Councils in Greater Lincolnshire have taken the “first steps” in revisiting plans for a devolved authority as coronavirus recovery begins.
The leaders of Lincolnshire County Council, North East Lincolnshire and North Lincolnshire have written to the Secretary of State Robert Jenrick as part of their “collective ambitions for devolution to Greater Lincolnshire with options for local government re-organisation”.
In the letter authored by LCC leader councillor Martin Hill, he noted the “unprecedented challenges of COVID-19.”
“As we progress through to the recovery phase of this crisis there is going to be a need to grow the economy at a faster pace and to higher levels than before,” he said.
“We recognise that to accomplish this we must be ready with plans to take advantage of opportunities for growth and transformation.”
The leaders believe a devolved government would enable the Greater Lincolnshire “economic powerhouse” to unlock routes to new markets and enable them to take advantage of opportunities for growth and transformation.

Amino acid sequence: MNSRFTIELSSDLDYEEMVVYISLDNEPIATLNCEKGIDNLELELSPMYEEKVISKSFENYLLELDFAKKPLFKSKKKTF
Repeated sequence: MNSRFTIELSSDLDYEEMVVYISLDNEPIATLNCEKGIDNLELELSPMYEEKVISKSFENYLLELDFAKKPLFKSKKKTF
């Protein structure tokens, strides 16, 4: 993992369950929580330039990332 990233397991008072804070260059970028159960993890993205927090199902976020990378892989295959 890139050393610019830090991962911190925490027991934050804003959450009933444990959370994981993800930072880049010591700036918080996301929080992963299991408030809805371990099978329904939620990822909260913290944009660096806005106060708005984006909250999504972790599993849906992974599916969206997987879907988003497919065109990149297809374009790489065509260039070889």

A spokesman for LCC said: “The letter is the first step required by government, in order for them to initiate discussions about potential devolution.
“Until we receive a response there is no formal action to be taken. But councils in Greater Lincolnshire will be exploring whether there is an agreed way forward depending on the government guidelines.”
Councillors in Lincolnshire rejected a £450 million devolution deal in 2016 over fears that a directly elected mayor would cause more bureaucracy.
However, Councillor Hill has previously said a “spokesperson” could be considered under a future deal.
Mr Jenrick has also previously said there would be options “to embrace devolution and have more powers without a major”.
However, Lincoln MP Karl McCartney said in the same interview that he would like to see a “single figurehead” such as in London and Manchester.